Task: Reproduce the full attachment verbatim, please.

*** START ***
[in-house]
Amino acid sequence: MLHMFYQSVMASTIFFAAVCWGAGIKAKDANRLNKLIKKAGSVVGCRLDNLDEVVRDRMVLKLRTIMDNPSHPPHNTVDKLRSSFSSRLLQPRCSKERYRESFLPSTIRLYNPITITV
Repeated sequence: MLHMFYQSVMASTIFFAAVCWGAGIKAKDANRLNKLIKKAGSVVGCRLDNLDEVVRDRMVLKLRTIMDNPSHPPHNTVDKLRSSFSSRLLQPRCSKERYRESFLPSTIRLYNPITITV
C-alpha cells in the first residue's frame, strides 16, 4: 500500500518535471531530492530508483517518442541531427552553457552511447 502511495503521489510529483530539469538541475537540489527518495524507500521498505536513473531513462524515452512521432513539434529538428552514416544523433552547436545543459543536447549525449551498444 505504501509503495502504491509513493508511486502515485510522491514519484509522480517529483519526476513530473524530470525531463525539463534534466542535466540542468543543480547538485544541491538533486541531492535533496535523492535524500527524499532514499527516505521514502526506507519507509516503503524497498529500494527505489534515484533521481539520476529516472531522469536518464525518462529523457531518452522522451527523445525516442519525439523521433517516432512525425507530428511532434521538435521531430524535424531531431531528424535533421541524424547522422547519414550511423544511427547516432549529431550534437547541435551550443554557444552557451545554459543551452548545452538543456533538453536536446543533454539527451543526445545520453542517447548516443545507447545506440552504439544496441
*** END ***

[in-house]
Amino acid sequence: MLHMFYQSVMASTIFFAAVCWGAGIKAKDANRLNKLIKKAGSVVGCRLDNLDEVVRDRMVLKLRTIMDNPSHPPHNTVDKLRSSFSSRLLQPRCSKERYRESFLPSTIRLYNPITITV
Repeated sequence: MLHMFYQSVMASTIFFAAVCWGAGIKAKDANRLNKLIKKAGSVVGCRLDNLDEVVRDRMVLKLRTIMDNPSHPPHNTVDKLRSSFSSRLLQPRCSKERYRESFLPSTIRLYNPITITV
C-alpha cells in the first residue's frame, strides 16, 4: 500500500518535471531530492530508483517518442541531427552553457552511447 502511495503521489510529483530539469538541475537540489527518495524507500521498505536513473531513462524515452512521432513539434529538428552514416544523433552547436545543459543536447549525449551498444 505504501509503495502504491509513493508511486502515485510522491514519484509522480517529483519526476513530473524530470525531463525539463534534466542535466540542468543543480547538485544541491538533486541531492535533496535523492535524500527524499532514499527516505521514502526506507519507509516503503524497498529500494527505489534515484533521481539520476529516472531522469536518464525518462529523457531518452522522451527523445525516442519525439523521433517516432512525425507530428511532434521538435521531430524535424531531431531528424535533421541524424547522422547519414550511423544511427547516432549529431550534437547541435551550443554557444552557451545554459543551452548545452538543456533538453536536446543533454539527451543526445545520453542517447548516443545507447545506440552504439544496441